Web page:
Amyotrophic lateral sclerosis (ALS), a disease well known for almost 100 years, occurs throughout the world. Approximately 15 years ago, an unusually high incidence of ALS was noted among the indigenous Chamorro population on Guam of the Mariana Islands. Subsequently, detailed epidemiological, clinical, and pathological studies confirmed the fact that the condition on Guam fulfilled the classical criteria of ALS. However, three major unusual features were noted in these studies: (1) an extraordinarily high incidence, often with familial aggregation1,2; (2) the development, in some instances, of clinical evidence of dementia and extrapyramidal symptomatology3; (3) the presence of histological changes characteristic of the parkinsonismdementia complex (PD), another endemic fatal neurological disease affecting the Chamorros on Guam.4,5 These features were not previously recognized among classical ALS cases. In addition, two clinical features which are not notable among classical ALS cases were discovered as a result of several investigations, including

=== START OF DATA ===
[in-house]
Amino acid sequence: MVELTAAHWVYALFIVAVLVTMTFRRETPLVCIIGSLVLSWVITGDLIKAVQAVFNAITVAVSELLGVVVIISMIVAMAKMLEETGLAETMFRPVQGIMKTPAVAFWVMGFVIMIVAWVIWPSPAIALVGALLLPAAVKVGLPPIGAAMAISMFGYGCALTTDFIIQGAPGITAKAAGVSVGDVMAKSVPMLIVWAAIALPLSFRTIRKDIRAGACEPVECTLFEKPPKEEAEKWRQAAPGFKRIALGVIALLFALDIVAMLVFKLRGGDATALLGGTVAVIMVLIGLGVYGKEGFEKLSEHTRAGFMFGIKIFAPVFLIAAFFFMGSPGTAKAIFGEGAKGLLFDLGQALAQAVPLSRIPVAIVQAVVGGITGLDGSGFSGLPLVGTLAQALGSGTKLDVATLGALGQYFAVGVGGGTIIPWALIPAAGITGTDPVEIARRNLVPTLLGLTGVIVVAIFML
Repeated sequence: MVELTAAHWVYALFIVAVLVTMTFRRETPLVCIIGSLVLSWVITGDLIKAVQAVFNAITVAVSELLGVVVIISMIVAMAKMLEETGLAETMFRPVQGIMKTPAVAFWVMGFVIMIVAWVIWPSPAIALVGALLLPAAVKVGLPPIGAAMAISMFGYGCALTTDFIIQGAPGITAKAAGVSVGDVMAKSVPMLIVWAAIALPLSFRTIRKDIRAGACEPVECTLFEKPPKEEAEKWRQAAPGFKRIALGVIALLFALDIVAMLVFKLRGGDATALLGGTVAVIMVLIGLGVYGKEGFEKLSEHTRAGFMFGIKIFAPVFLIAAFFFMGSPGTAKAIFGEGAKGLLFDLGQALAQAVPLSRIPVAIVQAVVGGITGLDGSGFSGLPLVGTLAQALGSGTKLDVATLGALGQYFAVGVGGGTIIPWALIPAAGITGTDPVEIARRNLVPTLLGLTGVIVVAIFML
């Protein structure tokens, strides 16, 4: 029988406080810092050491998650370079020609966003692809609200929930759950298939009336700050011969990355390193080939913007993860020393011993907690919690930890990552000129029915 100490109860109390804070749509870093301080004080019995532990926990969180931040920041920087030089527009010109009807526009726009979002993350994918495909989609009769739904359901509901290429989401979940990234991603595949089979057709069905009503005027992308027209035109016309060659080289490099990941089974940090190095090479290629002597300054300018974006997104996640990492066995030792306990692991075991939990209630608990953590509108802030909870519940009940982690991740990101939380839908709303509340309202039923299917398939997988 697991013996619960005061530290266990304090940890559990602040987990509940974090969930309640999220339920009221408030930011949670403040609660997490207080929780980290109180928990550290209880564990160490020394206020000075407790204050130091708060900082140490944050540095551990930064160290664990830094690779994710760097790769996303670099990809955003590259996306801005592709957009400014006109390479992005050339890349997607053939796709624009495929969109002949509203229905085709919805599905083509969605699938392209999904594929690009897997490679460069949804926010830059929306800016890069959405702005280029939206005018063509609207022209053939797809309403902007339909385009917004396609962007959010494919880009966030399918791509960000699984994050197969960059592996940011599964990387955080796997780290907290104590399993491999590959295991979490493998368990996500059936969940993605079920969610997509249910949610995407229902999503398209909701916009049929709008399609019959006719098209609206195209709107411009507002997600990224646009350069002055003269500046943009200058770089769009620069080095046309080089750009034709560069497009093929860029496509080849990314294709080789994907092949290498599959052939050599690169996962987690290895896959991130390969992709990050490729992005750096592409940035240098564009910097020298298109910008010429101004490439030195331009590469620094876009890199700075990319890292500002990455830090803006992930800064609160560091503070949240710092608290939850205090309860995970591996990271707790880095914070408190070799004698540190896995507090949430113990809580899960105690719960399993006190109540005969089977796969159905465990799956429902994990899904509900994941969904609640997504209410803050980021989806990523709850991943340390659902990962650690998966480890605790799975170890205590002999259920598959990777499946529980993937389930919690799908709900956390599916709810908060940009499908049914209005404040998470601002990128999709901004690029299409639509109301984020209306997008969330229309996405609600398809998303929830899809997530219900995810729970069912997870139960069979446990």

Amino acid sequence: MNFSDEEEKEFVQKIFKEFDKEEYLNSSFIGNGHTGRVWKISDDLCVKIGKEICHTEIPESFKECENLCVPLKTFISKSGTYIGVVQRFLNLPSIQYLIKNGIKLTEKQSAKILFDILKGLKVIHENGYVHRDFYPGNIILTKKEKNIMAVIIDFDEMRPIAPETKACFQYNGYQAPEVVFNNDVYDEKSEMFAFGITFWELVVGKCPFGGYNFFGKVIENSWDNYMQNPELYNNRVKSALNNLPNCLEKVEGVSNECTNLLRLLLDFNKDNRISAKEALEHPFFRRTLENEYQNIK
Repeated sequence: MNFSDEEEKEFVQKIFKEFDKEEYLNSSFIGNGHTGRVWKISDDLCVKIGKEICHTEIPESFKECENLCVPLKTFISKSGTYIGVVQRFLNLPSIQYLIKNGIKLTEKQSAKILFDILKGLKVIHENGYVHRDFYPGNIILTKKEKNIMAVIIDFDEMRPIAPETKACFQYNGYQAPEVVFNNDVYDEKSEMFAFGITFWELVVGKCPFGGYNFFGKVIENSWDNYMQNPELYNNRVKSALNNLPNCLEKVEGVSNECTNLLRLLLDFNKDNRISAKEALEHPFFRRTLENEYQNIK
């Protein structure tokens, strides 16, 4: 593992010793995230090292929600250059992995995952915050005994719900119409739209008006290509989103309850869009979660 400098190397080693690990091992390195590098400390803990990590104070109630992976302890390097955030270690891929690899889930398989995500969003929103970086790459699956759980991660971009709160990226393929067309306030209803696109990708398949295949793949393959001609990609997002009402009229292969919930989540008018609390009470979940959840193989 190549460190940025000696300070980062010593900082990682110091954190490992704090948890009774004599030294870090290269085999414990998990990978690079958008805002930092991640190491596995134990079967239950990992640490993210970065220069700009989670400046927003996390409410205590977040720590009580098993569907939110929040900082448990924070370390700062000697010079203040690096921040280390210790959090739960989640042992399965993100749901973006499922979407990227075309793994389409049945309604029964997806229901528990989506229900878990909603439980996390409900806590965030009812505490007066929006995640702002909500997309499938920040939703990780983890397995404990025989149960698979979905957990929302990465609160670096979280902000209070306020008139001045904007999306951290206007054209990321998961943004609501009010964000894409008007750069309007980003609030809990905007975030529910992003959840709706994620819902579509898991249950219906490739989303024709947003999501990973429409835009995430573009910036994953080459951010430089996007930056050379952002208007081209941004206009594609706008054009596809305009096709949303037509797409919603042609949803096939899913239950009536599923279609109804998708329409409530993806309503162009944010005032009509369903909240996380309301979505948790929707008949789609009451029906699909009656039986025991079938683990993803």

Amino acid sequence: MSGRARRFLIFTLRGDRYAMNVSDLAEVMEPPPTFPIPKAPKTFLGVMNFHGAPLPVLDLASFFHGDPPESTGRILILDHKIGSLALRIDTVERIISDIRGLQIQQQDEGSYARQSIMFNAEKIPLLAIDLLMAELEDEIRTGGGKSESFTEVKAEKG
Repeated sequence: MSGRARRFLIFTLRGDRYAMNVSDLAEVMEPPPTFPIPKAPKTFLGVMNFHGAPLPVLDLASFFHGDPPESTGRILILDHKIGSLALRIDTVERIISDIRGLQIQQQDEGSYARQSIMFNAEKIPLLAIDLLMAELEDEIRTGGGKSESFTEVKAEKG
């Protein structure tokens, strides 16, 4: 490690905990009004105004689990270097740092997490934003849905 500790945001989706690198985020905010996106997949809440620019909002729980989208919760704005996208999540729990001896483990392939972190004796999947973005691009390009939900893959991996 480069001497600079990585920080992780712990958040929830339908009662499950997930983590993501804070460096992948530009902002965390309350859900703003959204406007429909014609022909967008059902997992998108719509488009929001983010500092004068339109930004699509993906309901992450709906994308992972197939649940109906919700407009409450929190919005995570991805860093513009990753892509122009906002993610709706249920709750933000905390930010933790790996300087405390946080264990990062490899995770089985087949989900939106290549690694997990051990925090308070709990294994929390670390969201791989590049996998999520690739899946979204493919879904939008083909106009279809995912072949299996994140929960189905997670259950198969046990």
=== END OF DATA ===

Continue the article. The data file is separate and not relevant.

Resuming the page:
Hirano A, Arumugasamy N, Zimmerman HM. Amyotrophic Lateral Sclerosis: A Comparison of Guam and Classical Cases. Arch Neurol. 1967;16(4):357–363. doi:10.1001/archneur.1967.00470220021003
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